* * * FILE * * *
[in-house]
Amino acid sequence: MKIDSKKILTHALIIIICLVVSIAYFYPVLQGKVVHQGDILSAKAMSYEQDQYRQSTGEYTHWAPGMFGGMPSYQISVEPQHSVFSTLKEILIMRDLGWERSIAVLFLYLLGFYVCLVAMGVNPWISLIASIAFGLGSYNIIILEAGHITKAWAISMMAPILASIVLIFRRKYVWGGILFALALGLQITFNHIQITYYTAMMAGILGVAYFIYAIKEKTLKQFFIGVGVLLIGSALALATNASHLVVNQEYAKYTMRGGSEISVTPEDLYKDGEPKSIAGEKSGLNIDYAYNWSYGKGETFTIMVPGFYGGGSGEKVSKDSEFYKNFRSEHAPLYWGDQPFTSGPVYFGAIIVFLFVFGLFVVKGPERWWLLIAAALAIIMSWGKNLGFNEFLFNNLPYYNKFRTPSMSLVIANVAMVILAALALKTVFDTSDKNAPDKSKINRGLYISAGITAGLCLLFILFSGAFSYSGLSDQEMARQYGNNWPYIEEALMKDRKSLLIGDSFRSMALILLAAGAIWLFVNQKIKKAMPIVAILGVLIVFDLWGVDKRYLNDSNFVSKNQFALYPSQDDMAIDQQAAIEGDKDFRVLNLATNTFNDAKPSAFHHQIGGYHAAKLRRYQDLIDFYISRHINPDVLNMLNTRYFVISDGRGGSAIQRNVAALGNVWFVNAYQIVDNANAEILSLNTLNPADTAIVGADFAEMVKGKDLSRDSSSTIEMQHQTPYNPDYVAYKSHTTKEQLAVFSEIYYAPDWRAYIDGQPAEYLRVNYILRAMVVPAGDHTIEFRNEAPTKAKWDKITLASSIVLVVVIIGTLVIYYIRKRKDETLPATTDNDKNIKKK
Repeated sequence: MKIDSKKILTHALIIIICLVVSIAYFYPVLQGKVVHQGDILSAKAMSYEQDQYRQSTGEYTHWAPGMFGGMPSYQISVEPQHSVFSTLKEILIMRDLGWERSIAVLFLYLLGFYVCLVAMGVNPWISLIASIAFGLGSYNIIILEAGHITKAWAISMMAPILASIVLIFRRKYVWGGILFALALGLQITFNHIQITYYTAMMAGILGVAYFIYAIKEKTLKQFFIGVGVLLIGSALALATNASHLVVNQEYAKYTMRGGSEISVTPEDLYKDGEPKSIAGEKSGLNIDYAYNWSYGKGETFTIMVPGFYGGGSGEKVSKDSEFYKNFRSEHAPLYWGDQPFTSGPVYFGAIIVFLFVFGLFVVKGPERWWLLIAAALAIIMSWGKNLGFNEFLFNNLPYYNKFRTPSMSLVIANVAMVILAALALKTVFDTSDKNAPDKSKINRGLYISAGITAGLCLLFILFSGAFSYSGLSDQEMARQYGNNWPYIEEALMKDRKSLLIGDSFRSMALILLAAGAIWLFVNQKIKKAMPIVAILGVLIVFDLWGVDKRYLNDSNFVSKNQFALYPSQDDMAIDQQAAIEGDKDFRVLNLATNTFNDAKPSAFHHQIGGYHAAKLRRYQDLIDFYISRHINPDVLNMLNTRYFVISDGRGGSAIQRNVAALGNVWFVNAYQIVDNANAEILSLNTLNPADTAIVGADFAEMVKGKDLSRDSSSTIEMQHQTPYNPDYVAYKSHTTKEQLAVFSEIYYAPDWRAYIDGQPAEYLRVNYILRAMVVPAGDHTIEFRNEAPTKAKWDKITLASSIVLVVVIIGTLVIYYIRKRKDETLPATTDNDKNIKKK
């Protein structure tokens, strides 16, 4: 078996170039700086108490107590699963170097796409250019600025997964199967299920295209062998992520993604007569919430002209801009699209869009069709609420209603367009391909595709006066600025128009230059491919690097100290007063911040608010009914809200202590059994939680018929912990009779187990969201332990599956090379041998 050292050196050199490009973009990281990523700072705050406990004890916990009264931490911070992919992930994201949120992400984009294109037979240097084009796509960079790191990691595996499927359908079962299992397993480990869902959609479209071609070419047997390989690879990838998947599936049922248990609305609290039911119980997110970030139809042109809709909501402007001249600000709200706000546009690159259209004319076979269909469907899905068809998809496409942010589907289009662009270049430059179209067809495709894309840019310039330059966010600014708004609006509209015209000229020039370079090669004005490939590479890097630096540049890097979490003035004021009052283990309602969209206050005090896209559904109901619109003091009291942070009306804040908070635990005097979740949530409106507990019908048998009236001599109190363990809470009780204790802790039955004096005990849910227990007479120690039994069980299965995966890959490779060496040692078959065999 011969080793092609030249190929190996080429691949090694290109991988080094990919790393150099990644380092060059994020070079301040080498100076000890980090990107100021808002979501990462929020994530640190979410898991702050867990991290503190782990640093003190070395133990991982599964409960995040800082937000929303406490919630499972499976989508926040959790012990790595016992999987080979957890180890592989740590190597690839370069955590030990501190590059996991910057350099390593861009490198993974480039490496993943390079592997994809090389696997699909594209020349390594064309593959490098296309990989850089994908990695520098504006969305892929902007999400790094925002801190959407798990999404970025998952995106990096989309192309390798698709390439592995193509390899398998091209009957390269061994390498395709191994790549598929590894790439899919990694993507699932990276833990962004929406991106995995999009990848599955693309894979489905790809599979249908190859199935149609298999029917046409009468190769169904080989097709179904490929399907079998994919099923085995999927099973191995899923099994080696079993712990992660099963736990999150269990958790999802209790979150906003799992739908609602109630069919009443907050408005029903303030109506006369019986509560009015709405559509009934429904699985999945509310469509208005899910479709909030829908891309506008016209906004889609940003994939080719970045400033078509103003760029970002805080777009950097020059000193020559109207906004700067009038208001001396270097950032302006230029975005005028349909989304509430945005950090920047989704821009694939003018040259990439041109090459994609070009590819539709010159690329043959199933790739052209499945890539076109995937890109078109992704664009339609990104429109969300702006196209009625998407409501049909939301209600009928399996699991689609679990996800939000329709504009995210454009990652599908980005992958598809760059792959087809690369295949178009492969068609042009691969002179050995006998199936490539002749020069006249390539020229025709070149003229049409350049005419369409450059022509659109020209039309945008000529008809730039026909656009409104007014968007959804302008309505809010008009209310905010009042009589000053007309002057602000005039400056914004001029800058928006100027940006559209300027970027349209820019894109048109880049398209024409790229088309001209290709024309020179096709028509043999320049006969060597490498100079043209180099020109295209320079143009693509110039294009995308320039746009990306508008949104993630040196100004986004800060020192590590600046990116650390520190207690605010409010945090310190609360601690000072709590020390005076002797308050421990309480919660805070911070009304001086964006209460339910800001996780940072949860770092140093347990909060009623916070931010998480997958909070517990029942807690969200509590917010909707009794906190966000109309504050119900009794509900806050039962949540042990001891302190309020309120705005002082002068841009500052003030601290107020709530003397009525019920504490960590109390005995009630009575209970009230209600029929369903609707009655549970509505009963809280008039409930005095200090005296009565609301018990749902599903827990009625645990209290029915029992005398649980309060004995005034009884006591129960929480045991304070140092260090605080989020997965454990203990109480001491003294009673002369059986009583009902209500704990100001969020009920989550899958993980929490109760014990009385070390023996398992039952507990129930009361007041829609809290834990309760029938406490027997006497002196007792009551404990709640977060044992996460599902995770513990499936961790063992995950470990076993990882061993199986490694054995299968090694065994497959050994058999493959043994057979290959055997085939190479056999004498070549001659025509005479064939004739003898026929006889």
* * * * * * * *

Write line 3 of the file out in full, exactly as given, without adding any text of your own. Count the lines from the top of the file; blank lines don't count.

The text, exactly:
Repeated sequence: MKIDSKKILTHALIIIICLVVSIAYFYPVLQGKVVHQGDILSAKAMSYEQDQYRQSTGEYTHWAPGMFGGMPSYQISVEPQHSVFSTLKEILIMRDLGWERSIAVLFLYLLGFYVCLVAMGVNPWISLIASIAFGLGSYNIIILEAGHITKAWAISMMAPILASIVLIFRRKYVWGGILFALALGLQITFNHIQITYYTAMMAGILGVAYFIYAIKEKTLKQFFIGVGVLLIGSALALATNASHLVVNQEYAKYTMRGGSEISVTPEDLYKDGEPKSIAGEKSGLNIDYAYNWSYGKGETFTIMVPGFYGGGSGEKVSKDSEFYKNFRSEHAPLYWGDQPFTSGPVYFGAIIVFLFVFGLFVVKGPERWWLLIAAALAIIMSWGKNLGFNEFLFNNLPYYNKFRTPSMSLVIANVAMVILAALALKTVFDTSDKNAPDKSKINRGLYISAGITAGLCLLFILFSGAFSYSGLSDQEMARQYGNNWPYIEEALMKDRKSLLIGDSFRSMALILLAAGAIWLFVNQKIKKAMPIVAILGVLIVFDLWGVDKRYLNDSNFVSKNQFALYPSQDDMAIDQQAAIEGDKDFRVLNLATNTFNDAKPSAFHHQIGGYHAAKLRRYQDLIDFYISRHINPDVLNMLNTRYFVISDGRGGSAIQRNVAALGNVWFVNAYQIVDNANAEILSLNTLNPADTAIVGADFAEMVKGKDLSRDSSSTIEMQHQTPYNPDYVAYKSHTTKEQLAVFSEIYYAPDWRAYIDGQPAEYLRVNYILRAMVVPAGDHTIEFRNEAPTKAKWDKITLASSIVLVVVIIGTLVIYYIRKRKDETLPATTDNDKNIKKK